“Students don’t need to be taught about sexuality - they can do that on their own,” Ma’ruf Amin, chairman of the Indonesian Council of Ulema, said in an interview last year. “What they need to know is about limitations, so they will know not to have sex before marriage.”

Maesur Zaky, director of Planned Parenthood in Yogyakarta, said the mayor of Kulon Progo was pushing for sex education to be compulsory, which would make it the first district in Indonesia to do so. The mayor had backed a decree to allow schools to integrate sex education in the curriculum, but had run into resistance from the local department of education.

“There must be a better understanding about reproductive health,” said the mayor, Hastro Wardoyo. “It would be better if it became a part of the curriculum, but what’s important is that the substance is taught to the students.”

Sri Mulatsih, head of the local department of education, said the curriculum had to be tested first. “We dare not launch the program without making sure it’s suitable. That would be dangerous,” she said.

“It’s a tricky issue,” said Mr. Zaky, who explained that officials did not want to be seen as promoting promiscuity by advocating protected sex among youths. “They don’t want to be judged as immoral.”

Still, advocates are making some headway in getting sex education into schools.

Planned Parenthood in Yogyakarta has been providing sex education since 2008. More than 50 schools in Yogyakarta Province have agreed to start using the organization’s curriculum, which includes lessons about contraception and sexually transmitted diseases. The Yogyakarta curriculum has been used a loose model for the proposed national one.

Last year, Planned Parenthood in Yogyakarta started holding workshops to help parents discuss protected sex with their children.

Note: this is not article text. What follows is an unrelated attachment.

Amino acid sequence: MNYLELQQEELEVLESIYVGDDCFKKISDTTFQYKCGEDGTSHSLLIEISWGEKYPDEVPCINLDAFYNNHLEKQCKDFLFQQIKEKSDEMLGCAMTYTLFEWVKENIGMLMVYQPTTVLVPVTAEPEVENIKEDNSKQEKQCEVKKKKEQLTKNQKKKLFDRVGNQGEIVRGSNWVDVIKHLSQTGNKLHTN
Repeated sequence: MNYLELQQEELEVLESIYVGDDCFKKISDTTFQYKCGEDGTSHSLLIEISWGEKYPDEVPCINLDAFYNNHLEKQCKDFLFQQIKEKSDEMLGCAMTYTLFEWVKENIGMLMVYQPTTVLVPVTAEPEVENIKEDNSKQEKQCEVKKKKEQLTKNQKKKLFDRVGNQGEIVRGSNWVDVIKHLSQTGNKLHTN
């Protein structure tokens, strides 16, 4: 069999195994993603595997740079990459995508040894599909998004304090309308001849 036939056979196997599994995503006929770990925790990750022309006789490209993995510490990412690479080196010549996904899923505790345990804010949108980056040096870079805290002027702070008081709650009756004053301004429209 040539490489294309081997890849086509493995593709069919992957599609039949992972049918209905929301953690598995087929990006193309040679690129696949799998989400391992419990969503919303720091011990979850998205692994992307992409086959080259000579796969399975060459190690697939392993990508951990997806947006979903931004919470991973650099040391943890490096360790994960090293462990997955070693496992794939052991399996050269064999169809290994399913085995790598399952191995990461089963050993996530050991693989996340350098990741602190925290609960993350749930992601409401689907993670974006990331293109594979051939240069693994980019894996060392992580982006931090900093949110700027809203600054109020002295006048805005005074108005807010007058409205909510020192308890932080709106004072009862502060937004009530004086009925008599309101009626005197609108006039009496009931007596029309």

“We don’t talk about this with our parents,” said Farah Suhailah, 15, a Planned Parenthood peer educator. “And if teachers talk about it, they feel uncomfortable.”

Reproductive rights advocates warn that low awareness about sex and sexuality is fueling a rise in cases of H.I.V., unwanted pregnancy, early marriage and unsafe abortions.

“The way we convince teachers to be brave and sensitive is by showing them the facts,” Mr. Zaky said.

A study last year by the Ministry of Health found that 42 percent of patients with H.I.V./AIDS in Indonesia were aged 20 to 29. A survey commissioned by international health organizations in 2011 for World Contraception Day showed that nearly half of Indonesians surveyed had a close friend or family member who had an unplanned pregnancy in recent years, more than Thailand, India or China.

Michelle Bachelet, executive director of U.N. Women, who visited Jakarta in December to attend meetings about women’s rights, said at the time, “If we see the facts, we see that young people are starting their sexual life very young, with no information, and making bad choices.”

Inna Hudaya, director of Samsara, a Yogyakarta-based organization that provides counseling and advice, mostly to girls and women, about safer sex and abortion, said talking about unwanted pregnancy opened the door to discussions of other issues.

“Many youths know how to have sex, but they don’t know the consequences,” she said.

Samsara has a sexuality and reproductive health school that hosts village-level workshops where they talk about body image and teach women how to perform self-exams for breast cancer.

“Sex education is not just about biology,” said Zoya Amirin, an Indonesian sexologist who is writing a book to dispel common myths about sex. “It might teach you about reproduction, but it doesn’t teach you how to say no to premarital sex, how to tell your boyfriend or girlfriend, ‘I think I need to wait for sex until I’m ready.”’